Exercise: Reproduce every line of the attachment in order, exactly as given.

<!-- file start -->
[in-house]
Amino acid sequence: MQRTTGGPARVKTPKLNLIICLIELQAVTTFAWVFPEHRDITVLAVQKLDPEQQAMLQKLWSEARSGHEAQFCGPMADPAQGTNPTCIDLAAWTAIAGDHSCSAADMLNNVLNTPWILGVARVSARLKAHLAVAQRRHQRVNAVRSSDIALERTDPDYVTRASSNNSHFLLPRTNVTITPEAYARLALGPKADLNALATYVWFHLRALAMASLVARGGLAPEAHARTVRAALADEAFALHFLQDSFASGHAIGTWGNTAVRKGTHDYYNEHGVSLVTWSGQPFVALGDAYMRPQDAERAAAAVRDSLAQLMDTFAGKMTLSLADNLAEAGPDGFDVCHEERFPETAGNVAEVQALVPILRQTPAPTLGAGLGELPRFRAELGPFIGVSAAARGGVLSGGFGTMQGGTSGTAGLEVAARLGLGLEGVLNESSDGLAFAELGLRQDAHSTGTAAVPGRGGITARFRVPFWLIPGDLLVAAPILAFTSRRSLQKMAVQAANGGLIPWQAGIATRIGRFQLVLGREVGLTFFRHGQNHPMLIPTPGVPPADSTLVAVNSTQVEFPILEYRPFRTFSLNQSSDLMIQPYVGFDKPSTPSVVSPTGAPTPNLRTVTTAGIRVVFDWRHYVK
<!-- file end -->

[in-house]
Amino acid sequence: MQRTTGGPARVKTPKLNLIICLIELQAVTTFAWVFPEHRDITVLAVQKLDPEQQAMLQKLWSEARSGHEAQFCGPMADPAQGTNPTCIDLAAWTAIAGDHSCSAADMLNNVLNTPWILGVARVSARLKAHLAVAQRRHQRVNAVRSSDIALERTDPDYVTRASSNNSHFLLPRTNVTITPEAYARLALGPKADLNALATYVWFHLRALAMASLVARGGLAPEAHARTVRAALADEAFALHFLQDSFASGHAIGTWGNTAVRKGTHDYYNEHGVSLVTWSGQPFVALGDAYMRPQDAERAAAAVRDSLAQLMDTFAGKMTLSLADNLAEAGPDGFDVCHEERFPETAGNVAEVQALVPILRQTPAPTLGAGLGELPRFRAELGPFIGVSAAARGGVLSGGFGTMQGGTSGTAGLEVAARLGLGLEGVLNESSDGLAFAELGLRQDAHSTGTAAVPGRGGITARFRVPFWLIPGDLLVAAPILAFTSRRSLQKMAVQAANGGLIPWQAGIATRIGRFQLVLGREVGLTFFRHGQNHPMLIPTPGVPPADSTLVAVNSTQVEFPILEYRPFRTFSLNQSSDLMIQPYVGFDKPSTPSVVSPTGAPTPNLRTVTTAGIRVVFDWRHYVK